Window to the Law: “Coming Soon” Listings Best Practices
Articles,  Blog

Window to the Law: “Coming Soon” Listings Best Practices

Hi everyone, today we’re discussing “coming
soon” listings, the differences between legitimate and improper coming soon listings,
and best practice tips for how you can use them in your business. A “coming soon” listing is a listed or
unlisted property that is not available for showing or sale until a later date. “Coming soon” can be a legitimate advertising
technique. They allow the owners more time to complete
repairs, pack, or otherwise ready the property for showing or sale. A legitimate “coming soon” complies with
state law, MLS rules, and NAR’s Code of Ethics. On the other hand, improper coming soon listings
violate state law, MLS rules, and NAR’s Code of Ethics because they are used to circumvent
the MLS, to market the property to a select group of people, or to ensure a buyer uses
the listing broker for the transaction. Our best practice tips will help you avoid
improper coming soon listings. But first, let’s talk about what makes them
improper. Well, they violate state licensing laws and
NAR’s Code of Ethics in a number of ways. For example, state law and the Code both require
real estate professionals to act in the best interest of their clients, but improper coming
soon listings serve the listing broker’s interest ahead of the client’s interest. State law and the Code also both require truth
in advertising, while improper coming soon listings are misleading and inaccurate. Improper coming soon listings could also violate
your MLS’s rules. MLSs facilitate real estate transactions as
a consolidated source of accurate property information and as a private offer of cooperation
and compensation. They function at their best when information
is complete. Improper “coming soon” listings compromise
that accuracy and undermine cooperation amongst real estate professionals. That’s why many MLSs have strict rules to
ensure proper use of coming soon. As coming soon listings gain popularity, real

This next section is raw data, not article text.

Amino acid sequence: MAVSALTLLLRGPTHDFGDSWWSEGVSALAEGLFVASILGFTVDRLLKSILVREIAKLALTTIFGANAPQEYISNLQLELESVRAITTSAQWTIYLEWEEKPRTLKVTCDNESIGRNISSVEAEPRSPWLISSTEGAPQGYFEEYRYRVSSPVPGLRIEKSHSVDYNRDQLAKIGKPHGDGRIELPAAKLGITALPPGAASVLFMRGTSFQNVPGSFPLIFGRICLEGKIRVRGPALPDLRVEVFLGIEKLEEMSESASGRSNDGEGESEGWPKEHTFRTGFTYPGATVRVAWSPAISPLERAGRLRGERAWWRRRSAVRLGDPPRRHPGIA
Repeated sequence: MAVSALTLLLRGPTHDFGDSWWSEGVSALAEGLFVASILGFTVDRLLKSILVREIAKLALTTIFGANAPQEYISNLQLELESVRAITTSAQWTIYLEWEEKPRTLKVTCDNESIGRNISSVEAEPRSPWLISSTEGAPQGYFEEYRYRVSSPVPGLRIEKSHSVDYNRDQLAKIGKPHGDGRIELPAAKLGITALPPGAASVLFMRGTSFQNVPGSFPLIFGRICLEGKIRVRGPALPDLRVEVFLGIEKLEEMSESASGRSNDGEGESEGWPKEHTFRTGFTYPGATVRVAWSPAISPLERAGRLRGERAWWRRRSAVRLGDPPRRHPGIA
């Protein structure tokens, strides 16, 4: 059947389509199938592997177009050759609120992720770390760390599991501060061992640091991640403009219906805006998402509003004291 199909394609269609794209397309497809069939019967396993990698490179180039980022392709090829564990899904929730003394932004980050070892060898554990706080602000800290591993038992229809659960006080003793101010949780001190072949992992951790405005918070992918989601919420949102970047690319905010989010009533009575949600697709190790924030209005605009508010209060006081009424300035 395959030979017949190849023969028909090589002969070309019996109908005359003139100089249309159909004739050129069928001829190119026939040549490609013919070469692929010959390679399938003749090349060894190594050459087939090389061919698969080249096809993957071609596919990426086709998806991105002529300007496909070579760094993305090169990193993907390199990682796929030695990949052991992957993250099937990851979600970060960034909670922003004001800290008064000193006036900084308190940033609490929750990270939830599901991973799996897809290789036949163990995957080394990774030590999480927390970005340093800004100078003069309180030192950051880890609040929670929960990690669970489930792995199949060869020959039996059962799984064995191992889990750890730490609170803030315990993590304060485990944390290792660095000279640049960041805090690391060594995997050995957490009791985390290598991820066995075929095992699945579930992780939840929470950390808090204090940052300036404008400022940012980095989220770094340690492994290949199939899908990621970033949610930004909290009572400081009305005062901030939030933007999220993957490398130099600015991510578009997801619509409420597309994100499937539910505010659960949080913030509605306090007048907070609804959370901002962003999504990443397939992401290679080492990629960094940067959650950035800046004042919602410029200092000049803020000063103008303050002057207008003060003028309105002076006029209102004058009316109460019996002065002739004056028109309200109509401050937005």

estate commissions are taking notice and offering guidance on how to use them without breaking
state law. Most recently, the Idaho Real Estate Commission
issued Guidance #8. The document recognizes that some coming soon
listings are legitimate while others are “nefarious”, and the determination is fact specific. The Idaho Real Estate Commission emphasizes
that marketing a property to only a limited pool of potential buyers for the purpose of,
for example, pocketing more of the sales commission, violates state law because the professional
is not acting in the client’s best interest. The Nebraska Real Estate Commission’s guidance
document No. 40 lists four criteria for permissible “coming soon” advertising based on Nebraska’s
advertising law. (1) the advertising broker must have an active
listing agreement in place; (2) the advertising must be done in the name in which the broker
does business and under the broker’s supervision; (3) the advertising must be done with the
property owner’s, or his or her authorized agent’s, knowledge and written consent;
and (4) the listing must in fact be “coming soon” and not currently being shown or marketed
to a limited group. So, don’t risk lawsuits by dissatisfied
clients or disciplinary action by your real estate commission or MLS due to your use of
“coming soon”. Instead, follow these best practice tips to
properly and effectively use coming soon listings. First, always confirm that your advertising
is legal under state licensing laws and regulations. Check with your state’s real estate commission
for guidance on the issue. Second, consult your MLS about any rules or
requirements for coming soon listings. Third, identify a compelling reason for why
a “coming soon” listing is in your client’s best interest, explain the limitations and
potential pit falls of coming soon to your clients, and document their consent to use
a coming soon listing in writing. Fourth, always have a signed representation
agreement with your client And finally, make sure that the “coming
soon” restriction is applied equally to all potential buyers. These best practices will help protect you,
your clients, and your fellow real estate professionals. If you have any questions, please feel free
to email me. Thanks for watching this month’s episode
of Window to the Law.


  • Peter Dolci Jr

    I would like to know if any rules are broken when there is a double listing on the same property, different mls numbers, two different prices and yet they both expire at the same time? There has to be a rule that was broken.

Leave a Reply

Your email address will not be published. Required fields are marked *